No more than 12 outdoor events in any calendar year and no events are to occur on consecutive 24 hour days.


Open to the public

Monday-Sunday – 00:00-00:00 hours




The follow conditions are to be included in the licence:


The Prevention of Crime and Disorder


·       The premises shall maintain an incident book which shall detail any incidents that may occur on the premises and any action taken. This shall be made available to the police and authorised officers of the Local Authority upon request.


·       A CCTV system will be installed and in operation at all times the premises are being used for licensable activity. It must be operated by properly trained staff and cover all areas where alcohol has been sold.


·       CCTV recordings will be retained for a minimum of 28 days.


·       The premises License Holder is to undertake right to work checks on all staff who are employed at the licensed premises in a paid or unpaid capacity.  A copy of any documents checked as part of the right to work check are to be retained at the licensed premises. These documents will be made available to officers and responsible authorities when requested.


·       A full risk assessment must be completed prior to all events and made available to the police or authorised officers of the council on request.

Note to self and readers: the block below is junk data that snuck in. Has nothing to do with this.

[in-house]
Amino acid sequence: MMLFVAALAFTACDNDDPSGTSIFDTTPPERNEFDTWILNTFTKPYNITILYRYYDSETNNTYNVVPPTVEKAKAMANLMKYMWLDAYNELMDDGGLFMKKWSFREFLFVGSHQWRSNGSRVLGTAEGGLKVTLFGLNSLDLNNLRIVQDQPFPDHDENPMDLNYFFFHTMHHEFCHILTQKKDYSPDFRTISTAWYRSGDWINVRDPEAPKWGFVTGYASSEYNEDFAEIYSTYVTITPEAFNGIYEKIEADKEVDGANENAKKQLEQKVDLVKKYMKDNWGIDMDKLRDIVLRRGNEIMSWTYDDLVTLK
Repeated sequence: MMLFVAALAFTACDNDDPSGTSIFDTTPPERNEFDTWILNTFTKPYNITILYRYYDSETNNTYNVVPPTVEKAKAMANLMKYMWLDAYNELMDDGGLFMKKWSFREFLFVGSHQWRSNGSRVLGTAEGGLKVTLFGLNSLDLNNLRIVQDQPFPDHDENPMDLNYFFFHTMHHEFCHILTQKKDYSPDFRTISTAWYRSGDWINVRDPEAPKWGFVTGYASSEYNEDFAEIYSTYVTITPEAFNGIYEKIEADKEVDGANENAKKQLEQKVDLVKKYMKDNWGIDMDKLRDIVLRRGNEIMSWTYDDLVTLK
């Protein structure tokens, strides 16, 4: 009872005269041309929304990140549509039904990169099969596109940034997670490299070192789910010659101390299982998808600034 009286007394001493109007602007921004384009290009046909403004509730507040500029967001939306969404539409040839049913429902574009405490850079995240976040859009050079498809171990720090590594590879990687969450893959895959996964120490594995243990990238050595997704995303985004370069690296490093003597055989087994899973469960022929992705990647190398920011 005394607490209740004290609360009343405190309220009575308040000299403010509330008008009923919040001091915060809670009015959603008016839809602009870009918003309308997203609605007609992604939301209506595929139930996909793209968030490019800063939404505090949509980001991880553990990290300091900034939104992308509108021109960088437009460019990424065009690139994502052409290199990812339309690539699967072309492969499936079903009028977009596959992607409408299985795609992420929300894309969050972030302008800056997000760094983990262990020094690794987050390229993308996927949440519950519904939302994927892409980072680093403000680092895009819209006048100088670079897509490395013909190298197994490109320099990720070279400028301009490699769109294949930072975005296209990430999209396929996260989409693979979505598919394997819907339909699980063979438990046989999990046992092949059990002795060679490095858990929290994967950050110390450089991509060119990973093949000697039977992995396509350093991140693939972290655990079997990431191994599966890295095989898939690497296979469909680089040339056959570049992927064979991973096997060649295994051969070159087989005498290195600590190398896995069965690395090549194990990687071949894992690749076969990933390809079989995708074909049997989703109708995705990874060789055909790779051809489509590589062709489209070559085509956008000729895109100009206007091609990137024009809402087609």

Protection of children from harm:


·       The premises shall operate the Challenge 25 Scheme. As part of such a scheme a register of refusal shall be maintained and kept up to date. The register will be available for immediate inspection by police or authorised officers of the council.


·       Children under the age of 18 will not be allowed entry to or remain in the bar areas after 2100 hours.


Prevention of public nuisance:


·       No waste, including empty bottles, shall be placed in outdoor waste receptacles between 2200 hours and 0800 hours on any 24 hour day.


·       The Licence Holder is to notify the Licensing Authority when events are to take place, at least 10 working days before an event.

Supporting documents: